UntitledI brought a Ten Time Scale Giant Arduino Starter Kit project, which I initially started for the Dublin Mini Maker Faire.

UntitledJeffrey brought materials to make two improved version of the Interactive Buzzer Game which uses a Arduino for time display and hit counter and capacitive touch sensing to allow the hand-held loop to be wireless.

We also brought two wearable pieces; chebe’s blue led matrix top and a proof of concept design which uses an add-on board which I developed for use with LilyPad Arduino wearable circuits.

I also brought a small selection of my more portable LED displays including a new 32×40 RGB panel with I assembled during EMFCamp.

We planned to spend Friday assembling and Giant Arduino and Buzzer Game and finishing off some of the code. But due to it raining most of the day, a mini maker faire producers meeting and the meeting the maker mixer evening we only got a small proportion of the preparation work done.

Saturday morning was a rush to get as much done as possible before the gates opened, along with sourcing some final materials and a tarpaulin to provide protection in case it started rain again.

I was not able to finish the Giant Arduino Stater Kit due to the time constraints and not having a suitable soldering to solder wires to the copper pipe used in the headers. But the resulting board really looked like a Giant Arduino. Jeffrey had some issues with the hardware not having enough suitable components for two game and having time to soldering it all together and time to tune the software.

Otherwise the day went very well with lots comments like “thats a big Arduino” and “you came all the way from Ireland to Maker Faire”.

In the evening as we were leaving the Maker Faire we bumped into some of the members from Alpha One Labs hackerspace and we joined them for some food at a BBQ place in Brooklyn.

For Sunday Jeffrey was able to make significant progress with the hardware and software for the buzzer game so with a little bit of tunning he was able to get one the games working successfully. Unfortunately an intense thunderstorm blew in and left makers and visitor running for cover, luckily the storm only lasted about 10 minutes.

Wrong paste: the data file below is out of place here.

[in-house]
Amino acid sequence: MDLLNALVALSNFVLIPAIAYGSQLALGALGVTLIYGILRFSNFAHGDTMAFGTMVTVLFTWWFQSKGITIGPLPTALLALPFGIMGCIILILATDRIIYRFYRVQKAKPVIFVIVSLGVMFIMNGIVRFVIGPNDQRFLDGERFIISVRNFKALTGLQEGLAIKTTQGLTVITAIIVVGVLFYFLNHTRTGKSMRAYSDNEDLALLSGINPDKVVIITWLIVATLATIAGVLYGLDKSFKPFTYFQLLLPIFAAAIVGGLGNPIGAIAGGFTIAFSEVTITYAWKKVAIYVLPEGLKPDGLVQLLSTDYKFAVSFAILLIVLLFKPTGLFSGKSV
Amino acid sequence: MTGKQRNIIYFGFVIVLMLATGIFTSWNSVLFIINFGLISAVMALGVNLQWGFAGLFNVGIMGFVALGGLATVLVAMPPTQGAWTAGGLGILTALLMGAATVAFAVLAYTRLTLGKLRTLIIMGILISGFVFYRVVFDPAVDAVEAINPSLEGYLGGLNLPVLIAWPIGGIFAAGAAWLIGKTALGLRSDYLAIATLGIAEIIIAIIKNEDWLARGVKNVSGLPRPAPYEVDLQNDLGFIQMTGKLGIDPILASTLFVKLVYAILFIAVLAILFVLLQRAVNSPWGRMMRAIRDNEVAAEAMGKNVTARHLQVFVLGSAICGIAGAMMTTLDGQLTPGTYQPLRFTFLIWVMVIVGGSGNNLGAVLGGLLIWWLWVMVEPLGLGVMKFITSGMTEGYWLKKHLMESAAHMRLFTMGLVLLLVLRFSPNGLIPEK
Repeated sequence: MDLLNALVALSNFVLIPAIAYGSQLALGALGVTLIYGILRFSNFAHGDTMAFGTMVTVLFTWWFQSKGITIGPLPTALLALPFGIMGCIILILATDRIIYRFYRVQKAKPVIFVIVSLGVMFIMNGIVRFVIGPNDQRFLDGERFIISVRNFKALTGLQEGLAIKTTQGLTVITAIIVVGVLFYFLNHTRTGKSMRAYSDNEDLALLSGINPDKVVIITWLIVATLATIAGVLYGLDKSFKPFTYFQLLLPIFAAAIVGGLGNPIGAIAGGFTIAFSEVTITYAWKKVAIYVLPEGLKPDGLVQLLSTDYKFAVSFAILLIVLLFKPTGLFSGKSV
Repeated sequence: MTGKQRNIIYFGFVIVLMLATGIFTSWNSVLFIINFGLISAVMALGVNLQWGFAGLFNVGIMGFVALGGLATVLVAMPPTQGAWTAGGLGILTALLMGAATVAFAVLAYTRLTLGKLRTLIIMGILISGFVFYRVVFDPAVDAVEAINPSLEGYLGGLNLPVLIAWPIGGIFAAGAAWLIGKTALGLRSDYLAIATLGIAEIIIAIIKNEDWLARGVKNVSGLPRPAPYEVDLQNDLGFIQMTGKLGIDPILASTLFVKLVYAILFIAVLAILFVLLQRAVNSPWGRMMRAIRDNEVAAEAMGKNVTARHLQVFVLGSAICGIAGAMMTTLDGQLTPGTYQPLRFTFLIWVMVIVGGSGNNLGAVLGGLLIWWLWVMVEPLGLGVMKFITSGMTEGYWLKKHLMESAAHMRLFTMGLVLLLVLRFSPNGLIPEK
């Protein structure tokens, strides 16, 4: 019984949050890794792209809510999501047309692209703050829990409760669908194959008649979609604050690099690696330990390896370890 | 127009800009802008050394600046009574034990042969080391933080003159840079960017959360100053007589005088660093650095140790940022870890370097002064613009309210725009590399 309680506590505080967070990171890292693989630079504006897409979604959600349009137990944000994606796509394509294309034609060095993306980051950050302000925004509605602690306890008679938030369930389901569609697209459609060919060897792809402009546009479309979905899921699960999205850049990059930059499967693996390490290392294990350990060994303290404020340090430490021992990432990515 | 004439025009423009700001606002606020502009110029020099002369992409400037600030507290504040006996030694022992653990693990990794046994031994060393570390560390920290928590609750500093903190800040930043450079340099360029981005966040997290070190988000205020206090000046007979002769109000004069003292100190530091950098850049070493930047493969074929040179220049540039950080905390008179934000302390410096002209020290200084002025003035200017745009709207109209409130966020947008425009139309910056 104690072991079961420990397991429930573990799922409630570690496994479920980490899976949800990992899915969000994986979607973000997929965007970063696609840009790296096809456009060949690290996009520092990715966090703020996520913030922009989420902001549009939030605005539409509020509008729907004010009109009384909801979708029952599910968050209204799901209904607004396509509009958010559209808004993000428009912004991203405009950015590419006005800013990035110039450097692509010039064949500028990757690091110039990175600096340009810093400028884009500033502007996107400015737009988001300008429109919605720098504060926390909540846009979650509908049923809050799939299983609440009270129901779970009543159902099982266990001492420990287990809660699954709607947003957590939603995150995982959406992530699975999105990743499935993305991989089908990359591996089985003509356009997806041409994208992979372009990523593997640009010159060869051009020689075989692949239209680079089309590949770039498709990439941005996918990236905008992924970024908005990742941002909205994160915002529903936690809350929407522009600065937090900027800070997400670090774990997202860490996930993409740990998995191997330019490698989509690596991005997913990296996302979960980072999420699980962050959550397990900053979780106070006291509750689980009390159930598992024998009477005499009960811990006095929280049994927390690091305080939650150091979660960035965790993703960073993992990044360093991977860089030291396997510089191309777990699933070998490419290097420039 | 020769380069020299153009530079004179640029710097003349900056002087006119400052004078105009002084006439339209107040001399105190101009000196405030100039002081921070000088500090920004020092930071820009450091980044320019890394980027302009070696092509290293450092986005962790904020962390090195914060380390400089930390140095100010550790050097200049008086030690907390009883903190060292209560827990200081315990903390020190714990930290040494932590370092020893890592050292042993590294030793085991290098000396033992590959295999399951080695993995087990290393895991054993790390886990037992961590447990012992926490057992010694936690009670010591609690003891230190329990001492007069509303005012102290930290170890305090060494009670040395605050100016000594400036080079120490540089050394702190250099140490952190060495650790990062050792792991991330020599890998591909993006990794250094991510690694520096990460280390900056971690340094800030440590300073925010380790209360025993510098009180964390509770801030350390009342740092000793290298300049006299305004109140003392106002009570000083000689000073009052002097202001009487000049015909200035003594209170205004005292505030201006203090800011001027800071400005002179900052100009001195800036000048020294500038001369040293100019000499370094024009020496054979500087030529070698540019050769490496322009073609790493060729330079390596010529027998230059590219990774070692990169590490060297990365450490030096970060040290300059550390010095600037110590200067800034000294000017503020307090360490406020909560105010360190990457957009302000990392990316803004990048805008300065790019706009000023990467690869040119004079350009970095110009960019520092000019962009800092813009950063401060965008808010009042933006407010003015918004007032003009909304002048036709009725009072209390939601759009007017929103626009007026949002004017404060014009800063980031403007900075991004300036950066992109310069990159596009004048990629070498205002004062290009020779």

UntitledAfter the rain a flock of TOG Ducks made a visit to our stand.

Later in the day I got a quick chance to look around the Maker Faire myself, though it was so big I missed some of the projects from the crafters.

After the Maker Faire we were exhausted, we packed our bags and went to bed.

On Monday we got the subway to Manhattan to do a quick bit of sightseeing. It was a bit of an unplanned track by foot from Central Station to Central Park to Penn Station. Then back to the hostel to collect our bags and then to JFK airport for the airplane back to Dublin.

Some personal notes to work on for next time:

  • At events like the OHS I must be more willing to start conservations. I would like to see the other participants as my peers, in theory we have lots of things in common.
  • Keep the number of projects that need work at the Maker Faire to an absolute minimum, preferably no major work on site.
  • Take time ot visit the other makers, schedule to have at least three makers per day at the stand.
  • Try to meet up with other makers/hackers/hackerspaces outside of OHS/Maker Faire.
  • Know when a project isn’t going to be ready and be willing to scale it back.
  • Take more photos and video of stand and the visitors.
  • Eat, drink and take breaks more often.

Some of the trips I’m planning/thinking about for later this year and next year include 29th Chaos Communication Congress in Germany, UK Maker Faire UK, Maker Faire Bay Area and OHM2013: Observe. Hack. Make. in The Netherlands.

And finally I’ve joined the Open Source Hardware Association as a General Member.